On Tuesday, Russian Ambassador to Nigeria, His Excellency, Alexey Shebarshin and the Ambassador of the United Arab Emirates (UAE), His Excellency Obaid Mohammed Aitaffag visited Dr. Maikanti Baru, the Group Managing Director of the Nigerian National Petroleum Corporation (NNPC).
Both countries expressed their readiness to expand the scope of their partnership with the NNPC in the upstream, midstream, downstream and services sectors to further boost their various economies.
Shebarshin said the proposed synergy was for the betterment of the indigenous people of Russia and Nigeria. He added that the visit was to consolidate the collaboration and partnership with NNPC in ensuring the growth and development of the Nigerian oil and gas industry for collective interests.
Speaking in a similar vein during his courtesy call to Dr. Baru, UAE Ambassador Aitaffag, said his country would continue to partner with the NNPC in the development of the downstream and services sector of the petroleum sector.
The Nigerian Association of Petroleum Explorationists (NAPE) paid a courtesy visit to Dr. Baru who urged members of NAPE to deploy their wealth of knowledge and experience to find more crude oil to meet the 40 million barrels reserves target. Dr. Baru described the group as the foundation of the oil industry on account of the critical role its members play in the oil and gas value chain.
He urged the members of NAPE to go beyond convention and search deeper and wider to ensure the sustainability of the barrel by “finding more, producing more, and doubling production reserve ratios on a yearly basis”.
Dr. Baru said that NNPC was involved in extensive exploration work in the inland basins with a view to finding more oil to grow the nation’s crude oil reserves.
Similarly, Dr. Baru also challenged the Nigerian Society of Engineers (NSE) during a courtesy call to come up with technologies to help deepen the development of renewable energy in the country. Dr. Baru highlighted some of the corporation’s strides in the development of renewable energy across various states of the country using abundant natural resources like palm oil, cassava, and sugarcane. He stated that the projects would help create the much needed linkage between the energy and agricultural sectors and urged members of the NSE to come up with technologies and strategies to enhance the integration process for the growth of the economy, adding that NNPC was committed to producing clean hydrocarbons in an environmentally friendly manner for the benefits of all Nigerians.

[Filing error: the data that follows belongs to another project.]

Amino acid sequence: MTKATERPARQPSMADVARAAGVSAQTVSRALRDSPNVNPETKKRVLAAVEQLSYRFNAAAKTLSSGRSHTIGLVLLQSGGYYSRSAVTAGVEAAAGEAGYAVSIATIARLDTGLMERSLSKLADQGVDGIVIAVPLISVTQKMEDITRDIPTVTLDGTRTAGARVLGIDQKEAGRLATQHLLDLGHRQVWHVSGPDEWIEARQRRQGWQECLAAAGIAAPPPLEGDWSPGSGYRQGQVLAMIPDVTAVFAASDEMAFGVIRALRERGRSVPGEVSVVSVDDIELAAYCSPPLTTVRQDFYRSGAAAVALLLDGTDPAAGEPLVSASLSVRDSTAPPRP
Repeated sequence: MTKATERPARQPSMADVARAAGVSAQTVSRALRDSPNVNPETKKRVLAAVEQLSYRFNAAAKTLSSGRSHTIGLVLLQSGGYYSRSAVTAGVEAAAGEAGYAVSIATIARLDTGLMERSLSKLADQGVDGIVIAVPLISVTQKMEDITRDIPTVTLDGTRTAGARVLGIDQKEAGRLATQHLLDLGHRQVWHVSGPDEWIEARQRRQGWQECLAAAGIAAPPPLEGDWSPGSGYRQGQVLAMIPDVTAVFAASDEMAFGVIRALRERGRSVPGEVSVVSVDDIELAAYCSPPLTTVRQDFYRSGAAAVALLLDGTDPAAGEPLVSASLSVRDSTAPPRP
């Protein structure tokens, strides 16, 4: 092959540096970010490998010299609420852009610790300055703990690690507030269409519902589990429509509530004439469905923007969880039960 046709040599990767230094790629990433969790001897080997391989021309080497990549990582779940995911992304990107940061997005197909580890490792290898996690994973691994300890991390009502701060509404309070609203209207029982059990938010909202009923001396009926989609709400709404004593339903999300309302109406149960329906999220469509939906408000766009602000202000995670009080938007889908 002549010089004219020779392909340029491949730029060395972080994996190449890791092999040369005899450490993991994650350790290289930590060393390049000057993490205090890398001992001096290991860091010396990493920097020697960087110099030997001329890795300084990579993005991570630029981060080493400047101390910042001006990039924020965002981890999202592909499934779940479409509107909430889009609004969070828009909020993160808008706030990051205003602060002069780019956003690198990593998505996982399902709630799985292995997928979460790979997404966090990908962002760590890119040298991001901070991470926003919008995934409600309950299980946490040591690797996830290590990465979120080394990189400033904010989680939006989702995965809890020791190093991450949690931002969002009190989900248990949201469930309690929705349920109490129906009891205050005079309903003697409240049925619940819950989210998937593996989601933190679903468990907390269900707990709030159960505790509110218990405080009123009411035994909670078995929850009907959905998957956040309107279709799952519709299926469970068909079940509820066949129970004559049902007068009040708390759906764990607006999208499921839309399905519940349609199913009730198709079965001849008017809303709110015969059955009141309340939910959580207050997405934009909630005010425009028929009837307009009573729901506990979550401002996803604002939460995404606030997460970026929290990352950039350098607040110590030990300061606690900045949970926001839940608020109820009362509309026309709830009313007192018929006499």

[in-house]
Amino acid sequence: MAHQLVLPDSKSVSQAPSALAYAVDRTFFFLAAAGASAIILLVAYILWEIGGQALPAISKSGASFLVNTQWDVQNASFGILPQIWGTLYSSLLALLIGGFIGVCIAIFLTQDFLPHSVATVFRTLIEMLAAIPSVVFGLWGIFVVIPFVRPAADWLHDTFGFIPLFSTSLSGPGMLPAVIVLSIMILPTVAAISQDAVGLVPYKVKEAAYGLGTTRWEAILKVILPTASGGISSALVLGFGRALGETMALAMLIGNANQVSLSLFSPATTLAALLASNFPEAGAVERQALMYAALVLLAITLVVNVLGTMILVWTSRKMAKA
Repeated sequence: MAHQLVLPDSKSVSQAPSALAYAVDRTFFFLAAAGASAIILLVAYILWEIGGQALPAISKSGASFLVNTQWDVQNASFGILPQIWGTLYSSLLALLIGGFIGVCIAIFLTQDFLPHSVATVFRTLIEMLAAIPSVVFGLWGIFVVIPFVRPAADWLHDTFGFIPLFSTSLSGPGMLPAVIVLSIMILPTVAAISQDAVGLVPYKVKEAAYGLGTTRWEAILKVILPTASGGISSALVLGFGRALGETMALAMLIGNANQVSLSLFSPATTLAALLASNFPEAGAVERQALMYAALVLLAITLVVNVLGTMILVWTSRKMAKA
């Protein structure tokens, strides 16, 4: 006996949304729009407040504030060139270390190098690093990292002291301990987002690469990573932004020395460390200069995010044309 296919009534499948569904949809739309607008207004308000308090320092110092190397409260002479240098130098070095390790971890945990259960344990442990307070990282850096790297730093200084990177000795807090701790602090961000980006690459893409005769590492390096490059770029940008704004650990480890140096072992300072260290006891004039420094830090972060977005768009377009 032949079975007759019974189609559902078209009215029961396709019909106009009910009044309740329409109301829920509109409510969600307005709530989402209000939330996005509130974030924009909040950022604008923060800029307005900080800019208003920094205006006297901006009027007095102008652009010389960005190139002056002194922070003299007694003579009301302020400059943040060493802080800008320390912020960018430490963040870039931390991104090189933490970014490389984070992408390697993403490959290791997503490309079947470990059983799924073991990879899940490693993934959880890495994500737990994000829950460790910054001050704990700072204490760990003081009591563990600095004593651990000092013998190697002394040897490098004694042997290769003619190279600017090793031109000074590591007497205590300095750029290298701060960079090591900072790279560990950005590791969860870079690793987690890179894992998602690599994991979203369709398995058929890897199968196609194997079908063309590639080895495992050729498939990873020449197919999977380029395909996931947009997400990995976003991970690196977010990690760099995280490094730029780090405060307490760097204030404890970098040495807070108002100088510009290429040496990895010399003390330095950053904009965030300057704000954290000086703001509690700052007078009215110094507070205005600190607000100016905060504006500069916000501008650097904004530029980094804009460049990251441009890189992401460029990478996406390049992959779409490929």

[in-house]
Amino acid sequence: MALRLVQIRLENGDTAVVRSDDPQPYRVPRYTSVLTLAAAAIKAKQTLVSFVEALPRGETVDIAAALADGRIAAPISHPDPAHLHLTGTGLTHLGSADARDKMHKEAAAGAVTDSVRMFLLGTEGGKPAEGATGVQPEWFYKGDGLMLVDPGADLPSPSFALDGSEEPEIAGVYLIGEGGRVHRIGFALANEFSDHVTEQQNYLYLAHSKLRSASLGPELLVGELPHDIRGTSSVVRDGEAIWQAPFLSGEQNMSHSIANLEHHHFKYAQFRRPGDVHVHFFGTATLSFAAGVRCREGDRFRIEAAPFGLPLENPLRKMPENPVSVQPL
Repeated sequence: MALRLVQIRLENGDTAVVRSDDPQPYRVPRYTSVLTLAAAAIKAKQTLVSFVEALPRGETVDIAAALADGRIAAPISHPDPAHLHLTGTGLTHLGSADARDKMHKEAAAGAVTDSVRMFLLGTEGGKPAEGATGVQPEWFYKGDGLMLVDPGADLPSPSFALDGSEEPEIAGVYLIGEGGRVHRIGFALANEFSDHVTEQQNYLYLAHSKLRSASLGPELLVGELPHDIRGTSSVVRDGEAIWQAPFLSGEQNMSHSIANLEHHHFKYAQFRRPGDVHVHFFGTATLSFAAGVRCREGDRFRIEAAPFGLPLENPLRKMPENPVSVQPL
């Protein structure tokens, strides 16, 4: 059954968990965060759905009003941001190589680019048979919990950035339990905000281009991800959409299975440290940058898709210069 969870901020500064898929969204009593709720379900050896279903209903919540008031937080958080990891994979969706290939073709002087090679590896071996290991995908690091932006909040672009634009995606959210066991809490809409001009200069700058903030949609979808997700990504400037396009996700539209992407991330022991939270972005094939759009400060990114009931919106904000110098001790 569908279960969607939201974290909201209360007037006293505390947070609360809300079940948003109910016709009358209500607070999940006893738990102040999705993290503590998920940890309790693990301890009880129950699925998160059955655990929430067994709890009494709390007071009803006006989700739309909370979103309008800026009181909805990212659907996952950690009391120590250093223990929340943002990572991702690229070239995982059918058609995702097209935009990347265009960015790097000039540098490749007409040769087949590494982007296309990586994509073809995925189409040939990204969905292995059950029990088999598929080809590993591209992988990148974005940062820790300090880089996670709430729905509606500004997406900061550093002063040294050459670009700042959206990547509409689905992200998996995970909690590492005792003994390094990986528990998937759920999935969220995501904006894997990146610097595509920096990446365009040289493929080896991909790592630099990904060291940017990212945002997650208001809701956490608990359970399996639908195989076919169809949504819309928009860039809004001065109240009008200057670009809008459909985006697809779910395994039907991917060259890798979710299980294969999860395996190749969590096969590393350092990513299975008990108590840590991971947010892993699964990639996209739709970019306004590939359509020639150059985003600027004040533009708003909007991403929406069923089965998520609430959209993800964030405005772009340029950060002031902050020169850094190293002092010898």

On October 30, BP and its partner Kosmos Energy announced they were on track to take the Final Investment Decision (FID) for the West African Tortue liquid natural gas (LNG) project by the end of 2018. The project, based on an estimated 15 Trillion Cubic Feet (Tcf) of gas in an area straddling the Mauritania/Senegal maritime border, is expected to produce its first gas in 2022. New FIDs in the global LNG supply industry have been few and far between in recent years due to relatively low LNG prices and the slew of new projects starting up, but more investment decisions are expected as the LNG market looks likely to tighten from 2021.
BP CFO Brian Gilvary said: “The project entered the FEED phase in April 2018, and we are still targeting FID at the end of 2018 and first gas in 2022.”
In February, BP and US- based Kosmos moved a step closer to FID on Tortue LNG after the governments of Mauritania and Senegal signed an intergovernmental deal on the development. Gilvary said that in the first phase, Tortue LNG would have a capacity of 2.5 million metric tons (mt)/year before moving to peak production of 10 million mt/year.
Tortue LNG will add to the existing LNG export facilities in West Africa that include the six-train Nigeria LNG, Angola LNG and Equatorial Guinea LNG. A new floating LNG plant off Equatorial Guinea, the Ophir Energy-operated Fortuna LNG project has, however, stalled with time running out for the UK-based operator to reach FID before the company’s license expires at the end of 2018. More FIDs are expected globally after Shell and its partners earlier in October took FID on the two-train, 14 million mt/year LNG Canada project.
On November 1, oil prices fell amid signs of rising supply and growing concerns that demand might weaken on the prospect of a global economic slowdown.
The U.S. West Texas Intermediate crude oil futures for December delivery was down 48 cents at $64.83 a barrel at 7:30 AM ET, while Brent crude oil futures slumped $1.13 at $74.34 per barrel. The U.S. Energy Information Administration’s weekly report for Wednesday October 31, showed a rise in crude stockpiles by 3.2 million barrels in the week ending October 26.
A Reuters survey found the Organization of the Petroleum Exporting Countries (OPEC) boosted oil production in October to its highest since 2016, as higher output led by the United Arab Emirates and Libya more than offset a cut in Iranian shipments due to U.S. sanctions, set to start on Nov. 4. On Wednesday, U.S. President Donald Trump said in a presidential memorandum that he had determined there was sufficient supply of petroleum and petroleum products from nations other than Iran to permit a reduction in purchases from that country.
Elsewhere, China’s oil giant Sinopec is reportedly in talks with government authorities and Iranian suppliers concerning its purchases of Iranian oil, seeking to make special arrangements in the following weeks.